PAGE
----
Yet the parents congratulate themselves on their decision – they had ensured the existence of a child; brought about a consciousness that would otherwise have been doomed to oblivion.

But suppose that in an alternate timeline – one in which the parents had reluctantly agreed to have an abortion, they conceive a different child at some point further in the future – after they have secured a stable income from their respective careers. This child is overwhelmingly likely to lead a much more fulfilling life than his counterpart in the first timeline.

Thus, unknowingly, the original, non-abortive couple has spurned the life of a different possible child – one that could have been much happier.

So by blindly adhering to a doctrine of ‘no abortions under any circumstances’, one is still, assuming they intend to have at least one child in their lifetime, nonetheless denying the existence of a life that would otherwise have flourished.

The reasoning is subtle, but this appears to be the primary substantive argument regarding abortion.

Here is a summary of the arguments and conclusion:

  1. What’s important to consider is a future existence or non-existence of a life that is a direct result of one’s decision (to wear a condom, or to have an abortion, or not). The fact that a fetus is not yet sentient, or ‘human’ is irrelevant. The case of a person in a coma shows us that what is morally important is actually their future, i.e. it is not acceptable to murder an unconscious person, if they would otherwise have lived a happy life in future. Thus having an abortion seems to be of essentially the same moral consequence.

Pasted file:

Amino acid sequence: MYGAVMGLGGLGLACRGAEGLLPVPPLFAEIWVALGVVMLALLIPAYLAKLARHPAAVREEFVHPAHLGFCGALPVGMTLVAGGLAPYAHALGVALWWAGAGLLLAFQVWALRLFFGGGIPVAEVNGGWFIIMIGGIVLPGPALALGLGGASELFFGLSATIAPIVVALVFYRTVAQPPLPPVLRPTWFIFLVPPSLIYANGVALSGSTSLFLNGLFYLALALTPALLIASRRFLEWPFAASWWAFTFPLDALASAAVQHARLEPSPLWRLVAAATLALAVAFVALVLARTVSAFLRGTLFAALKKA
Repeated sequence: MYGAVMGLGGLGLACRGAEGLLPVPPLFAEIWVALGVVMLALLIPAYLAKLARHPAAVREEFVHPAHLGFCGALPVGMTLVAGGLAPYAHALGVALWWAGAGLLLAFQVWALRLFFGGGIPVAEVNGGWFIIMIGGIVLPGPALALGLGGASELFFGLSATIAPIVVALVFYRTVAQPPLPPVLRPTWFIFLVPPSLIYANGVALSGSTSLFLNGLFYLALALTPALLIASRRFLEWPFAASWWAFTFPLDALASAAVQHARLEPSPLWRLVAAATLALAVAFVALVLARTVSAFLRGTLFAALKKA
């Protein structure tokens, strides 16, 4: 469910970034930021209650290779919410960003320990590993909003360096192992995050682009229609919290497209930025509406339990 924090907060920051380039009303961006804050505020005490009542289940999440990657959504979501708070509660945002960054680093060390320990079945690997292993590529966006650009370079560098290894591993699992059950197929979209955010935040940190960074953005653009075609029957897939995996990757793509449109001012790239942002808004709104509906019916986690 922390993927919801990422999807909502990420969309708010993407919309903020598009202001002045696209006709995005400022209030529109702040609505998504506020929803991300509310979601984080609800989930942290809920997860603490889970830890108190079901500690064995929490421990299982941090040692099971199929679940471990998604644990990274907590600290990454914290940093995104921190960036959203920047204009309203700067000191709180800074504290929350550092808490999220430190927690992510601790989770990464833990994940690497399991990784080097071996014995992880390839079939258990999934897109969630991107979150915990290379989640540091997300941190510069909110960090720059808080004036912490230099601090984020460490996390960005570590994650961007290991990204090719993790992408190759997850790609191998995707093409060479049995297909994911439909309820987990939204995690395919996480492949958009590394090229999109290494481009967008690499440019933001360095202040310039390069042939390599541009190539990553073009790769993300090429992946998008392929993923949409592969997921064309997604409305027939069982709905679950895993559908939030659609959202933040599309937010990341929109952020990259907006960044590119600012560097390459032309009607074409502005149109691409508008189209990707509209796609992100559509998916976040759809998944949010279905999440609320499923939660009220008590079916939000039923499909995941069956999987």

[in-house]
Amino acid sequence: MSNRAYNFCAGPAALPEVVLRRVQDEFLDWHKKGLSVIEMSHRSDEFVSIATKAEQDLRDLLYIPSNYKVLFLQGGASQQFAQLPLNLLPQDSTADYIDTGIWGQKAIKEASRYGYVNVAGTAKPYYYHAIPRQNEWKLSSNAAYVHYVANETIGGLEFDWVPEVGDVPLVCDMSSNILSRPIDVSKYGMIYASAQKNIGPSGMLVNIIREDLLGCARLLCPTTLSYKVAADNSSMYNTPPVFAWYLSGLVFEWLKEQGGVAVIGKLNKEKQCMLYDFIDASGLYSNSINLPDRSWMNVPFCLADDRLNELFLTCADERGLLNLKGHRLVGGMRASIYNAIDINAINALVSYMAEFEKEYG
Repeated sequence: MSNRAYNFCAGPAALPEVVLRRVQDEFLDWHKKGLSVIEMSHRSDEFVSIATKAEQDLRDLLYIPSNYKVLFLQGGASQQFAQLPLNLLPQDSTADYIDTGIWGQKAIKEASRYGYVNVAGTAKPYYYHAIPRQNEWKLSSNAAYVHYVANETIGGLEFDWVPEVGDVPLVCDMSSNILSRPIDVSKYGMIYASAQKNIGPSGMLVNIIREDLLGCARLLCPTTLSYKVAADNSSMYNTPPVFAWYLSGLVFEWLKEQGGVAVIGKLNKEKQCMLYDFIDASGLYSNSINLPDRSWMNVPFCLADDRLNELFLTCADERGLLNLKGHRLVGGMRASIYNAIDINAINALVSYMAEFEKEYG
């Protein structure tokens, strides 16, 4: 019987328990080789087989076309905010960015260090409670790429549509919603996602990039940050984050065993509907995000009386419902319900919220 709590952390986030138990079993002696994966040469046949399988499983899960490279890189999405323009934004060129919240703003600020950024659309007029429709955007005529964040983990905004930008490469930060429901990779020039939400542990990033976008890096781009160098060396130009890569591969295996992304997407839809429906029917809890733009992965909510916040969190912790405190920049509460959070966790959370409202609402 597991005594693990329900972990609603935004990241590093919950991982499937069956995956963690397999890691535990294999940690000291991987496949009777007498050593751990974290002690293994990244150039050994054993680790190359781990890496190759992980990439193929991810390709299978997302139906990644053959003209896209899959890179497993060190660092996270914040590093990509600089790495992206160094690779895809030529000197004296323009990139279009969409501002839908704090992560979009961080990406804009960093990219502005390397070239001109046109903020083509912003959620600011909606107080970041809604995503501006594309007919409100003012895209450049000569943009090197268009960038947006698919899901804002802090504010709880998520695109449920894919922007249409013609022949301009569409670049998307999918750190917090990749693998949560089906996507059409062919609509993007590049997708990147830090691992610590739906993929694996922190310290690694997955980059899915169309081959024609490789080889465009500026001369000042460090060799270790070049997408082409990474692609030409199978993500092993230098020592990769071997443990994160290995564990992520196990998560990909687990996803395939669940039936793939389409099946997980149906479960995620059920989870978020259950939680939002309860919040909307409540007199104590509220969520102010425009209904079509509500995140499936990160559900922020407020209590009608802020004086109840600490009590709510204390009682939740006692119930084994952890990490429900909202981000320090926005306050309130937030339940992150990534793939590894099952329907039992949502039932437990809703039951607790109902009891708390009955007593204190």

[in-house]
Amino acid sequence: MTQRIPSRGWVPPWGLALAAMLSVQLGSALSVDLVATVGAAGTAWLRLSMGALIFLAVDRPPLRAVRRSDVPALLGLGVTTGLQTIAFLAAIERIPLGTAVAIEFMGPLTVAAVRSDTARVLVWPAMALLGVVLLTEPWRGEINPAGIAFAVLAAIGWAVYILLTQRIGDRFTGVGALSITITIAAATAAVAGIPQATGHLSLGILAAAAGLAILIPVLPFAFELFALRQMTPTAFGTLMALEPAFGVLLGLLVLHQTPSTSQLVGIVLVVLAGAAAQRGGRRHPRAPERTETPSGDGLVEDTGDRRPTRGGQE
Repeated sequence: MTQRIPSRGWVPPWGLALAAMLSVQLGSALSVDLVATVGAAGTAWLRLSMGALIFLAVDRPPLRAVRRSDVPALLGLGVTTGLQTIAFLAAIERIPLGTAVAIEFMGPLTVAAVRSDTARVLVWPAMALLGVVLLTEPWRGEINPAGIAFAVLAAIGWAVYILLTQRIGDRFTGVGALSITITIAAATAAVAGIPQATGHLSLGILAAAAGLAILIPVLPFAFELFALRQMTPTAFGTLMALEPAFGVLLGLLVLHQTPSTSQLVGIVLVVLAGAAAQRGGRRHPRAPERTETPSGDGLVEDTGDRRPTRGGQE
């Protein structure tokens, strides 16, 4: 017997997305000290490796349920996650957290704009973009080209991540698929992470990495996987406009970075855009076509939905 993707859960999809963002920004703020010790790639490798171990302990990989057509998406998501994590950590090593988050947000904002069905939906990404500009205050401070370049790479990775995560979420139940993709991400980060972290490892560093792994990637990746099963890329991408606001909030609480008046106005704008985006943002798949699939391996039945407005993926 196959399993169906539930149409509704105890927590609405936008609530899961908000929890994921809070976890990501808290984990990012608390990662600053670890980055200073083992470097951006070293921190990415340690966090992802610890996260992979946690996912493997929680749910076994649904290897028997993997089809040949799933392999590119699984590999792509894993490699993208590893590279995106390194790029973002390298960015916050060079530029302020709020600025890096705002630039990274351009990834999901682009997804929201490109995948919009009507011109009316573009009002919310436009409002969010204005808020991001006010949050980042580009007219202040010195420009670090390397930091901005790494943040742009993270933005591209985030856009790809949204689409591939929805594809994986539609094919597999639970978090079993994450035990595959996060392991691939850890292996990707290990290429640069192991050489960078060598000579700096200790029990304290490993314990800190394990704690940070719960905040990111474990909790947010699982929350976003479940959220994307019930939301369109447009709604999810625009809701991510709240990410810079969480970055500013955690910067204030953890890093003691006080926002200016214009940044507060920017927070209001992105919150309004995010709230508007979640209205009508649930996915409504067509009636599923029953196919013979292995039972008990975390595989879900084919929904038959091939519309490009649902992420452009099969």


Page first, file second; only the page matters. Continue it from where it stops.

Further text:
2. The decision to have an abortion is consequentially identical to that of deciding whether or not to have sex, or to use a condom. The direct consequence of these decisions is that a future life either will or will not exist. Abstaining from sex due to religious principles then, is, in (utilitarian) moral essence, indistinguishable from having an abortion.
  3. If we accept that the most morally positive future is not one in which we attempt to conceive children at every possible moment, nor is it one in which we ban condoms and abortions – then we conclude that it is one in which lives are conceived/prevented; abortions had or not had – according to personal considerations that aim to maximize happiness for the parents, and any future children they decide to have.

…….Ergo: Abortions are morally justified.

But stow your triumph for a second, oh morally righteous pro-choicer: there is a rather unpalatable logical consequence that seems to follow from this line of reasoning, as we’ll soon see.

What stage of Pregnancy is it morally acceptable to abort?